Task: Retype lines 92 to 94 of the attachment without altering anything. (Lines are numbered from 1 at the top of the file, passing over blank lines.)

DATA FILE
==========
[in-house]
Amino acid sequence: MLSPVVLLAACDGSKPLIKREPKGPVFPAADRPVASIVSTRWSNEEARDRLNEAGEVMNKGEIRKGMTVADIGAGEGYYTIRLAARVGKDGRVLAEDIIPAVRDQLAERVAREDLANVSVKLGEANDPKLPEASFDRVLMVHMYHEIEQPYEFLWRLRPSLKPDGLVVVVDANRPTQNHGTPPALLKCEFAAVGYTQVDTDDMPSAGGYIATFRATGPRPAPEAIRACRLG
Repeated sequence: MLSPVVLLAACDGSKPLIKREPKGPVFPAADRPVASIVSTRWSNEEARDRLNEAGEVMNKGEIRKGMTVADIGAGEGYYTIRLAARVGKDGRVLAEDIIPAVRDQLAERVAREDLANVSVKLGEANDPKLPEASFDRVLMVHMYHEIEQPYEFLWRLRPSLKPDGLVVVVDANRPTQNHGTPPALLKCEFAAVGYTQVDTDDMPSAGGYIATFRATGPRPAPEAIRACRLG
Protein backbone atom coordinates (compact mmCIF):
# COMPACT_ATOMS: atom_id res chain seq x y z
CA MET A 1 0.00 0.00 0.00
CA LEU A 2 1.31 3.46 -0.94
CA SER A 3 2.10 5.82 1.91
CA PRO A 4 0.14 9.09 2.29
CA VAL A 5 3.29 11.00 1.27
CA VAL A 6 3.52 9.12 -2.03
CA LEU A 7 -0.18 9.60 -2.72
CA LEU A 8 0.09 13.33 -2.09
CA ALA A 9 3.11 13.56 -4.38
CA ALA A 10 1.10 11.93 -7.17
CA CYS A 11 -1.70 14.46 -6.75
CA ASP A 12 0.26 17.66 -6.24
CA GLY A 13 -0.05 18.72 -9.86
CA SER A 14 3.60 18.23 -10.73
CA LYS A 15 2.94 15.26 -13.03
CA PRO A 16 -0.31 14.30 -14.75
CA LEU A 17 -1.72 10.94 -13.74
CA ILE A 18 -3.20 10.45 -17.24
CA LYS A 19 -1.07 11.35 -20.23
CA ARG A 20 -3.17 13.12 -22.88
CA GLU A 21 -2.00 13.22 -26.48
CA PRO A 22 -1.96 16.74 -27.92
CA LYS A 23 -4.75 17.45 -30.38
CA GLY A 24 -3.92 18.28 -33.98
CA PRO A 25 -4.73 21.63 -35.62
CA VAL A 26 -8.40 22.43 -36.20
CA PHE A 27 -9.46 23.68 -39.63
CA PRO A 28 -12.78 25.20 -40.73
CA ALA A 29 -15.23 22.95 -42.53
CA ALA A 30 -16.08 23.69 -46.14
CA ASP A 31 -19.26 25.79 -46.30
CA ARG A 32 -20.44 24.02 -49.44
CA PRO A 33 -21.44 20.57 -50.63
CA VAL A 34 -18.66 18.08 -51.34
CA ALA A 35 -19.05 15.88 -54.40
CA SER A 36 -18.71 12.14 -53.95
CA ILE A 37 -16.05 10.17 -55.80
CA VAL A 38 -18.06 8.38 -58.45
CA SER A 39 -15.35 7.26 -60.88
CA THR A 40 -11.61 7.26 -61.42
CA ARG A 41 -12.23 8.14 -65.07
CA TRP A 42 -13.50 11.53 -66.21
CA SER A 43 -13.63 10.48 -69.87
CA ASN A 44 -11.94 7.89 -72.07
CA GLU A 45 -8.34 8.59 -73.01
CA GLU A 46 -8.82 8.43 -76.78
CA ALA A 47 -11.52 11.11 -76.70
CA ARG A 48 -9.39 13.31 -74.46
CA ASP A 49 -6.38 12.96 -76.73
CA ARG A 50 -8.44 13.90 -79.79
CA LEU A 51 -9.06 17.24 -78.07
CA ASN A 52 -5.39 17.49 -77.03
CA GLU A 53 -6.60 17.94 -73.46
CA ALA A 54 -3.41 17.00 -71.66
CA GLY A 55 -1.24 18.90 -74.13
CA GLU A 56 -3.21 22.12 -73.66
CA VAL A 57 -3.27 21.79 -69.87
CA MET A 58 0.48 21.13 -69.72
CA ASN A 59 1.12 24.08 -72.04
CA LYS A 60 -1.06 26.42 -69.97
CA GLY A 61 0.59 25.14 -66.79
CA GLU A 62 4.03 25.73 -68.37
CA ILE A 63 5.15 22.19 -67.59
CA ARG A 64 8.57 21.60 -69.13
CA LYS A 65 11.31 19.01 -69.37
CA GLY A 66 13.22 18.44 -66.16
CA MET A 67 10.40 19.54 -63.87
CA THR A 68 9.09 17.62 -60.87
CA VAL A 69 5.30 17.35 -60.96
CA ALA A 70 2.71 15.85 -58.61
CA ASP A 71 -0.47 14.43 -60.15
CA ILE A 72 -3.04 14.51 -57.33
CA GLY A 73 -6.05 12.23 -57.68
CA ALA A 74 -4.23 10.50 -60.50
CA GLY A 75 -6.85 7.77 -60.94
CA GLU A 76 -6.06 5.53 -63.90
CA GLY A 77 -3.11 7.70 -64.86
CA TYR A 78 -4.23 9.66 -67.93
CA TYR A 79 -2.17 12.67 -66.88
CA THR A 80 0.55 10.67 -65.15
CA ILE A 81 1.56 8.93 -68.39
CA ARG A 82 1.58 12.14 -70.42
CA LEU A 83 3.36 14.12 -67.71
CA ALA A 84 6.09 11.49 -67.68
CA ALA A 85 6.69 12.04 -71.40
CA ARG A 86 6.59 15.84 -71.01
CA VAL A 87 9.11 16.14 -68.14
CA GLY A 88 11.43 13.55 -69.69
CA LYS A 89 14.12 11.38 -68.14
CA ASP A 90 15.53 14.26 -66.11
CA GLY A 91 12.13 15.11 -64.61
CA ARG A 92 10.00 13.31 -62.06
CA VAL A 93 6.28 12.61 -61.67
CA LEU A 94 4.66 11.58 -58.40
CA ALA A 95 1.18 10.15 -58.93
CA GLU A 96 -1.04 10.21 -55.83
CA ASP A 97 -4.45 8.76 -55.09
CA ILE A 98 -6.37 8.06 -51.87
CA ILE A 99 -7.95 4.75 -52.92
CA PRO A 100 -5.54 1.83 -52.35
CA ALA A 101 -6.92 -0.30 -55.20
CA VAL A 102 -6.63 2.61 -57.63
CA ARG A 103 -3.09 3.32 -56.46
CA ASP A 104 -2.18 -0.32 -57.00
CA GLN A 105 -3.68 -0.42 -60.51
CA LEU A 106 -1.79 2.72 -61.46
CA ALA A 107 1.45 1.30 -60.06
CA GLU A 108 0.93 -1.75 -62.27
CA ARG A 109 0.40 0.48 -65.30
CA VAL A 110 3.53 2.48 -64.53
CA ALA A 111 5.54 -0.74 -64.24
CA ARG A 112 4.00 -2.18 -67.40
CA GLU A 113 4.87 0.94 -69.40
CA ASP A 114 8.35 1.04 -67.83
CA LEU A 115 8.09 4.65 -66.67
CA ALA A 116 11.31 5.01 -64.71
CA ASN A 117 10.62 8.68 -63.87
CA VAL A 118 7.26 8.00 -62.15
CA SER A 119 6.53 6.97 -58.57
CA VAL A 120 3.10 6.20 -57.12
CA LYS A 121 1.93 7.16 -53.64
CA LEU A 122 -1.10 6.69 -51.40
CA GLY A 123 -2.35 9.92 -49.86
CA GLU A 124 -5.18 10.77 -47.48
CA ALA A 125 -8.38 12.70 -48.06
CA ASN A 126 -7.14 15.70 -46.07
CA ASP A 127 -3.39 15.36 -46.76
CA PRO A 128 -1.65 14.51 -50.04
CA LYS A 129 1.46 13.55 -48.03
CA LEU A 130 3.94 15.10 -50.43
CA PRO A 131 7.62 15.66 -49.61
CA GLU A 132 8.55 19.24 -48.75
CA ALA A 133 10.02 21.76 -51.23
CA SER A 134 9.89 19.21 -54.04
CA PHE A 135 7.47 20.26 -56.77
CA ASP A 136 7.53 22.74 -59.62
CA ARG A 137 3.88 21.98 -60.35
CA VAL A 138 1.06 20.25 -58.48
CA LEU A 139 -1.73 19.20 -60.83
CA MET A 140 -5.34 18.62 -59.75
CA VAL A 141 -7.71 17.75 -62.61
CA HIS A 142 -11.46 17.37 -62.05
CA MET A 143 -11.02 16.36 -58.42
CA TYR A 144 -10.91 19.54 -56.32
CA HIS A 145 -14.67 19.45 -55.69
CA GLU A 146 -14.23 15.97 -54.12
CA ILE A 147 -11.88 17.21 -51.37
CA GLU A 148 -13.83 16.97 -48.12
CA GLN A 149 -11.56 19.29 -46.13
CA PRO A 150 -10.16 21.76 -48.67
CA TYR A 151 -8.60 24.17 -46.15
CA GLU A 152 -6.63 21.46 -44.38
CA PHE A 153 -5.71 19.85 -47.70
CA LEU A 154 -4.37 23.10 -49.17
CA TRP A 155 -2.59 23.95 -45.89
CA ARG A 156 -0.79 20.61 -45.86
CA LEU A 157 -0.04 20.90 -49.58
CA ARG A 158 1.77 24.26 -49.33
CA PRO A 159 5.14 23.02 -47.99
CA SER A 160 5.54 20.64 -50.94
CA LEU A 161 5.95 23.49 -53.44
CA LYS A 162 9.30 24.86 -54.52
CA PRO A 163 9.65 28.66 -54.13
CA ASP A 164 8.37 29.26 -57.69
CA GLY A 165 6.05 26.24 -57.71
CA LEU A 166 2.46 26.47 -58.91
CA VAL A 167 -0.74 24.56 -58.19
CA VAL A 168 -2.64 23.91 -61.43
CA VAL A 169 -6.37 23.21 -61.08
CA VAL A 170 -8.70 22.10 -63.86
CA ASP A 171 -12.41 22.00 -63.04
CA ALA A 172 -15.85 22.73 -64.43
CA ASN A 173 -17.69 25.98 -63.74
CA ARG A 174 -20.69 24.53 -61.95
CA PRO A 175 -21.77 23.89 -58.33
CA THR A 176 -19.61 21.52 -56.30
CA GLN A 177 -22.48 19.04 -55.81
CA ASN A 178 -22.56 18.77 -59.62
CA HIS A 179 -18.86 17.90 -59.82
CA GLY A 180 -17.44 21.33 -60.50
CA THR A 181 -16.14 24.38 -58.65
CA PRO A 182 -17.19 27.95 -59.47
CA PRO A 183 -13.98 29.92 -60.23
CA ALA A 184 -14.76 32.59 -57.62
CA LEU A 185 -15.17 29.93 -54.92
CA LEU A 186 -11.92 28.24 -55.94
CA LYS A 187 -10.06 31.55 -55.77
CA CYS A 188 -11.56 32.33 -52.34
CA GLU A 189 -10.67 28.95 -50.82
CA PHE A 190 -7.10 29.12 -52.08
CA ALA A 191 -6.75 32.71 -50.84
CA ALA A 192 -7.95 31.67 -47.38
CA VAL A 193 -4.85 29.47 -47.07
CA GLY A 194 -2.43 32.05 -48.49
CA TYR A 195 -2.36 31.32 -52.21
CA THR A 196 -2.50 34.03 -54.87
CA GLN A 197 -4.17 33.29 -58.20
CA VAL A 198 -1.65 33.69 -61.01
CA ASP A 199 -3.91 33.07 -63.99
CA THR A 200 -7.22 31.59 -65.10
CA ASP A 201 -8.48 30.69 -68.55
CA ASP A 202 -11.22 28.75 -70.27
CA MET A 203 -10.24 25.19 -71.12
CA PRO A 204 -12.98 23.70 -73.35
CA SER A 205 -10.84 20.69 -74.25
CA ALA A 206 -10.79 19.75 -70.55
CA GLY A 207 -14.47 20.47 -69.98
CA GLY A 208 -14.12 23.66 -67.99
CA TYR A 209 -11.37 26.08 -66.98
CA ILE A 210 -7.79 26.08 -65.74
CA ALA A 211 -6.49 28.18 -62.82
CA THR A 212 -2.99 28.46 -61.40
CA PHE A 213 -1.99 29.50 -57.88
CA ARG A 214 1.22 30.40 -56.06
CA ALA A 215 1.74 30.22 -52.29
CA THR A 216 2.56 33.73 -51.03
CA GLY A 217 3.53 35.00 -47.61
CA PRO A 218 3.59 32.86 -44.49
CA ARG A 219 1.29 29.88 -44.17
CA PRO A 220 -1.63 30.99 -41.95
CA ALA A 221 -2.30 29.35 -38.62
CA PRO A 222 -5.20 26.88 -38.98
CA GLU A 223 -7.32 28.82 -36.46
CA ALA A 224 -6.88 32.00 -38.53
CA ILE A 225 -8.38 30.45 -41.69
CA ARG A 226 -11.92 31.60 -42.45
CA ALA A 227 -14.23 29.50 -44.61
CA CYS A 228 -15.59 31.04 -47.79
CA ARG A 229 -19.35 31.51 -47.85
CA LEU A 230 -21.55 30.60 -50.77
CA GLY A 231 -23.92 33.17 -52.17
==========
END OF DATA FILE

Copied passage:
CA VAL A 87 9.11 16.14 -68.14
CA GLY A 88 11.43 13.55 -69.69
CA LYS A 89 14.12 11.38 -68.14